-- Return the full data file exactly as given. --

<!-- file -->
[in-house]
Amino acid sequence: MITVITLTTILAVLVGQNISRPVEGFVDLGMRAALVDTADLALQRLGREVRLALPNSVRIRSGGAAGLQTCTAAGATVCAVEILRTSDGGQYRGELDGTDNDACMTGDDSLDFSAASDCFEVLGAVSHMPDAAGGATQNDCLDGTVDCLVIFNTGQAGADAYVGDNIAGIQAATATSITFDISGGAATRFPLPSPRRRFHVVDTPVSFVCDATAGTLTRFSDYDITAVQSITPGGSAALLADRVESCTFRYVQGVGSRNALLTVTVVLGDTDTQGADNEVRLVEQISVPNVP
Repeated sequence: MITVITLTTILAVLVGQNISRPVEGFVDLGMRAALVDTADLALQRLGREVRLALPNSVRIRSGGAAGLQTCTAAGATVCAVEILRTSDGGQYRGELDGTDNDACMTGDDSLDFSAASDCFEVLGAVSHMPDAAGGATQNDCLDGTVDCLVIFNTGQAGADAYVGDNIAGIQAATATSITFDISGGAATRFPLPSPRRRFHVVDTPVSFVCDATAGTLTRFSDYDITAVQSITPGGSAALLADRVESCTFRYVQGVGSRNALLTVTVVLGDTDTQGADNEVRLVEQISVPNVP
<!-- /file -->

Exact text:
[in-house]
Amino acid sequence: MITVITLTTILAVLVGQNISRPVEGFVDLGMRAALVDTADLALQRLGREVRLALPNSVRIRSGGAAGLQTCTAAGATVCAVEILRTSDGGQYRGELDGTDNDACMTGDDSLDFSAASDCFEVLGAVSHMPDAAGGATQNDCLDGTVDCLVIFNTGQAGADAYVGDNIAGIQAATATSITFDISGGAATRFPLPSPRRRFHVVDTPVSFVCDATAGTLTRFSDYDITAVQSITPGGSAALLADRVESCTFRYVQGVGSRNALLTVTVVLGDTDTQGADNEVRLVEQISVPNVP
Repeated sequence: MITVITLTTILAVLVGQNISRPVEGFVDLGMRAALVDTADLALQRLGREVRLALPNSVRIRSGGAAGLQTCTAAGATVCAVEILRTSDGGQYRGELDGTDNDACMTGDDSLDFSAASDCFEVLGAVSHMPDAAGGATQNDCLDGTVDCLVIFNTGQAGADAYVGDNIAGIQAATATSITFDISGGAATRFPLPSPRRRFHVVDTPVSFVCDATAGTLTRFSDYDITAVQSITPGGSAALLADRVESCTFRYVQGVGSRNALLTVTVVLGDTDTQGADNEVRLVEQISVPNVP